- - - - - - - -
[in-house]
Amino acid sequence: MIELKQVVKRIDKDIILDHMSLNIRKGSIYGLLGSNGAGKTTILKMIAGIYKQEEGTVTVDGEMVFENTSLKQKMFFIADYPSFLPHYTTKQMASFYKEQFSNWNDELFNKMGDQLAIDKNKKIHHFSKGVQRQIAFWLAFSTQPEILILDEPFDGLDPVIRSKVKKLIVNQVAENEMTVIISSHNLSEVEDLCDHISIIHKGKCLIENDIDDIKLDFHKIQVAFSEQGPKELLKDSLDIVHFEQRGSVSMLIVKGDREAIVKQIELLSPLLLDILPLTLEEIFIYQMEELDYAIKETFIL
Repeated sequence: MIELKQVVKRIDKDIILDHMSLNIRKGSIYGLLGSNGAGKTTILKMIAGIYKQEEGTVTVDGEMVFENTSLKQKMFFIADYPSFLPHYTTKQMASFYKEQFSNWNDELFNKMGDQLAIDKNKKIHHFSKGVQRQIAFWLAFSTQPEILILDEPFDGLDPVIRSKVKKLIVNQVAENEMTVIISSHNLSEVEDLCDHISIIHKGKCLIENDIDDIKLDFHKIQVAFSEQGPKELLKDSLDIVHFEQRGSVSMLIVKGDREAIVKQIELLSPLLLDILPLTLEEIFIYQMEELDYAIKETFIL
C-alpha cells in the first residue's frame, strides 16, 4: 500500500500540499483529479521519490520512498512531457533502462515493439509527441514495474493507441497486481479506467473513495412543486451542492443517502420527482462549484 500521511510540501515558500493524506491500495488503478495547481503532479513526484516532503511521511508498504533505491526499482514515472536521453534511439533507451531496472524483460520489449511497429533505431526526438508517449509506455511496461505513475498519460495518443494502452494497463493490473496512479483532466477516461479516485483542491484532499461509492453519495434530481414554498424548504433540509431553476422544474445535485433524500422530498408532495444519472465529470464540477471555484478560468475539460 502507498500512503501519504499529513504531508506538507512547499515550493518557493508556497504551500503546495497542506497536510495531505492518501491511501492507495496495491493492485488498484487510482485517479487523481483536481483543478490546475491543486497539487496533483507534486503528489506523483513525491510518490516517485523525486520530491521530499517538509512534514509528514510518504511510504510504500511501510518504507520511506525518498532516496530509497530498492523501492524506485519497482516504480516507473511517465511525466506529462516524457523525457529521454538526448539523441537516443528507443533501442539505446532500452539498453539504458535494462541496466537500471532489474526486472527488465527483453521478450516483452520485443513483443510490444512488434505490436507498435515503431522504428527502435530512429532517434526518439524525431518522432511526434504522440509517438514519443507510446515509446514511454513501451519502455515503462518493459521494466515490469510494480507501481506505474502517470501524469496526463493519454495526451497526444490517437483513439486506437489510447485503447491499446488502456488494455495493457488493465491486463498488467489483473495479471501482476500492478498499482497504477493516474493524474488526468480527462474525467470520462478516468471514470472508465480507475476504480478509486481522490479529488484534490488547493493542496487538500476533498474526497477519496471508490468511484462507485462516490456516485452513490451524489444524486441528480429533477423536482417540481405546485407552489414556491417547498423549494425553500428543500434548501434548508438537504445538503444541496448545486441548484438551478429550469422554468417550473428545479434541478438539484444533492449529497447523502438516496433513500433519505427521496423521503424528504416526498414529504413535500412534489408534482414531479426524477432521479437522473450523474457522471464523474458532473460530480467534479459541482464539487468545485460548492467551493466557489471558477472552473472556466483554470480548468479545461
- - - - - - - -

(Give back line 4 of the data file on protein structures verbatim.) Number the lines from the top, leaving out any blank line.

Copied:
C-alpha cells in the first residue's frame, strides 16, 4: 500500500500540499483529479521519490520512498512531457533502462515493439509527441514495474493507441497486481479506467473513495412543486451542492443517502420527482462549484 500521511510540501515558500493524506491500495488503478495547481503532479513526484516532503511521511508498504533505491526499482514515472536521453534511439533507451531496472524483460520489449511497429533505431526526438508517449509506455511496461505513475498519460495518443494502452494497463493490473496512479483532466477516461479516485483542491484532499461509492453519495434530481414554498424548504433540509431553476422544474445535485433524500422530498408532495444519472465529470464540477471555484478560468475539460 502507498500512503501519504499529513504531508506538507512547499515550493518557493508556497504551500503546495497542506497536510495531505492518501491511501492507495496495491493492485488498484487510482485517479487523481483536481483543478490546475491543486497539487496533483507534486503528489506523483513525491510518490516517485523525486520530491521530499517538509512534514509528514510518504511510504510504500511501510518504507520511506525518498532516496530509497530498492523501492524506485519497482516504480516507473511517465511525466506529462516524457523525457529521454538526448539523441537516443528507443533501442539505446532500452539498453539504458535494462541496466537500471532489474526486472527488465527483453521478450516483452520485443513483443510490444512488434505490436507498435515503431522504428527502435530512429532517434526518439524525431518522432511526434504522440509517438514519443507510446515509446514511454513501451519502455515503462518493459521494466515490469510494480507501481506505474502517470501524469496526463493519454495526451497526444490517437483513439486506437489510447485503447491499446488502456488494455495493457488493465491486463498488467489483473495479471501482476500492478498499482497504477493516474493524474488526468480527462474525467470520462478516468471514470472508465480507475476504480478509486481522490479529488484534490488547493493542496487538500476533498474526497477519496471508490468511484462507485462516490456516485452513490451524489444524486441528480429533477423536482417540481405546485407552489414556491417547498423549494425553500428543500434548501434548508438537504445538503444541496448545486441548484438551478429550469422554468417550473428545479434541478438539484444533492449529497447523502438516496433513500433519505427521496423521503424528504416526498414529504413535500412534489408534482414531479426524477432521479437522473450523474457522471464523474458532473460530480467534479459541482464539487468545485460548492467551493466557489471558477472552473472556466483554470480548468479545461